The Biopsychosocial Understandings of Hyperemesis Gravidarum Conference was hosted by the health psychology team this year. The conference was a great success with speakers from around the world attending to present the latest research and developments in the care and management of women with Hyperemesis Gravidarum. MSc and undergraduate health psychology students formed part of the conference committee contributing to its success and gaining valuable work experience.

The health psychology team values its collaborations with external organisations working at the front line of healthcare service delivery. For example, the team is working in collaboration with the Royal National Orthopaedic Hospital to explore the beliefs and attitudes to work return amongst patients suffering with chronic pain. This multi-phase project will inform future service development for patients with chronic pain, building on expertise from multidisciplinary teams, consisting of experienced health psychologists and specialist healthcare providers.

The counselling team's purpose is to showcase its activities, to encourage collaboration and facilitate joint publications involving both members of staff and graduates. In addition, the counselling team aims to establish links with researchers in other institutions in order to create a platform for collaboration and integration.

The counselling team holds monthly meetings at which researchers present their work-in-progress. As a result of meetings held during 2012-13 two journal articles and one conference presentation have been produced by alumni.

The counselling team welcomes presentations by researchers external to City University London and has benefited from the input of the following visitors during 2012-13:

Dr Catherine Nelson, Counselling PsychologistMaggie's London Charing Cross Hospital

Elizabeth Hughes, PhD student in Psychosocial Studies at Birkbeck (under the supervision of Stephen Frosh)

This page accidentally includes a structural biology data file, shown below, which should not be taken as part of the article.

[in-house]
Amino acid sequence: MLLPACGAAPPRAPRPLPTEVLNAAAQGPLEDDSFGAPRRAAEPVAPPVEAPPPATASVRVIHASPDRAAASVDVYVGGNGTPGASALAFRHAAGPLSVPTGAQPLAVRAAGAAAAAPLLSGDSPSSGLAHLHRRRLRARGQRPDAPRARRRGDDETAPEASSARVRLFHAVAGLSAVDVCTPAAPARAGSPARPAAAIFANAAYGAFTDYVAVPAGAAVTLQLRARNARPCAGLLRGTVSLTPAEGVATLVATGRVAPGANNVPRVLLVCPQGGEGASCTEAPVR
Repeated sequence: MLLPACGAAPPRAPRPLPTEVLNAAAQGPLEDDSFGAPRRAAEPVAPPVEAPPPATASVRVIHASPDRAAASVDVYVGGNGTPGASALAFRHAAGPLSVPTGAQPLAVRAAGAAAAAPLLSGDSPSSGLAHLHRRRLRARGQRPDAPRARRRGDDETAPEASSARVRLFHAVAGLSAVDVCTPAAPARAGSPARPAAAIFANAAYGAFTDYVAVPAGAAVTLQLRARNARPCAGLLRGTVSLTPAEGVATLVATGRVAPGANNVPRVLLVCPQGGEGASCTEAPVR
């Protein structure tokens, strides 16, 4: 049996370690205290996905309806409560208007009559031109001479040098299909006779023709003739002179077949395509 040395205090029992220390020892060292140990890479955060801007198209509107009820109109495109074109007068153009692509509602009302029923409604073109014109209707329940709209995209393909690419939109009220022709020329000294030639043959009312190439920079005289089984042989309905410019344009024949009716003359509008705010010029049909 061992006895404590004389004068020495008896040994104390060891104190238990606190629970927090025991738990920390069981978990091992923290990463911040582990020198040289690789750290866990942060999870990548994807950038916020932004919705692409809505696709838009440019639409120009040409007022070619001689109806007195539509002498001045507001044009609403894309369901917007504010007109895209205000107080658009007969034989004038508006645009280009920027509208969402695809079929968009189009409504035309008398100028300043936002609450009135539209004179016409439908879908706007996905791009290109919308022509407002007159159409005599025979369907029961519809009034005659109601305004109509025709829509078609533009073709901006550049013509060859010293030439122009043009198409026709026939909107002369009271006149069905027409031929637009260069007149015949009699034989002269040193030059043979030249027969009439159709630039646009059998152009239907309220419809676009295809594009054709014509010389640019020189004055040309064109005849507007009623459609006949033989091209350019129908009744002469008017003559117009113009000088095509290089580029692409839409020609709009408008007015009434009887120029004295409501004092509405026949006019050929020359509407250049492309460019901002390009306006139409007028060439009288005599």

Ryan Kemp

Consultant Clinical Psychologist

Addictions Lead Psychologist

Central & North West London (CNWL) NHS Foundation Trust

Chair: Faculty of Addictions (British Psychological Society)

Andrea Calsamiglia, Research student in Social Psychology PhD Universitat Autonoma de Barcelona, Open University


The health psychology team run two courses in health psychology.

The Health Psychology at City, University of London is designed for those looking to start, or progress in, a career in the rapidly-changing healthcare space.

The MSc is professionally-focused and innovative, and you will complete the course with both the practical and critical skills you need to stand out. Our goal is to equip you for employment with a range of skills that you can put into practice to further advance your career.

The Professional Doctorate in Health Psychology Training Course is the stage two component of health psychology training to be completed by aspiring health psychologists with the view of pursuing a career in health psychology, offering services to the public.

The Professional Doctorate in Health Psychology provides the trainee with all of the competencies of the health psychologist as well as a development of individual skills and experience.

The ultimate aim of the course is for the trainees to be able to both competently and confidently practice in health psychology and produce an original piece of research that contributes to the knowledge of applied health psychology.

The course aims to provide professional and academic training that will enable trainees to work as health psychologists in a broad range of settings, including the NHS, charities, industry, government, private practice and academic and research settings, among others.

Membership of the group

The health psychology team is made up of Dr Paula Corcoran, Dr Renata Pires-Yfantouda Dr Catherine Sykes, Dr Katy Tapper and Professor Carla Willig. The team works closely with external supervisors who are experienced health psychologist practitioners such as Dr Vanessa Bogle (see below). The team supports a group of doctoral students who contribute to the team's profile in conducting applied health psychology research.

Dr Sykes started her research career working on projects funded by the European Commission in the field of health promotion and dementia. Her current research focuses on patient empowerment and involvement, health service improvement and health psychology intervention evaluation. Empowering the users of healthcare service users is the central motivation of Dr Sykes' research. She has been involved in several research projects that look to understand the patient's experience. She has developed a measure to assess patient involvement in healthcare decision-making.

Dr Sykes has been involved in several research projects that assess the effectiveness of interventions based on health psychology theory. She has also developed cognitive behavioural therapy manuals for the treatment of patients with chronic diseases. More recently she has become interested in interventions that incorporate social media and technology.

Her current research projects are:

  • An investigation into the experience of pregnant women suffering from Hyperemesis Gravidarum
  • The experience of seeking help for Hyperemesis Gravidarum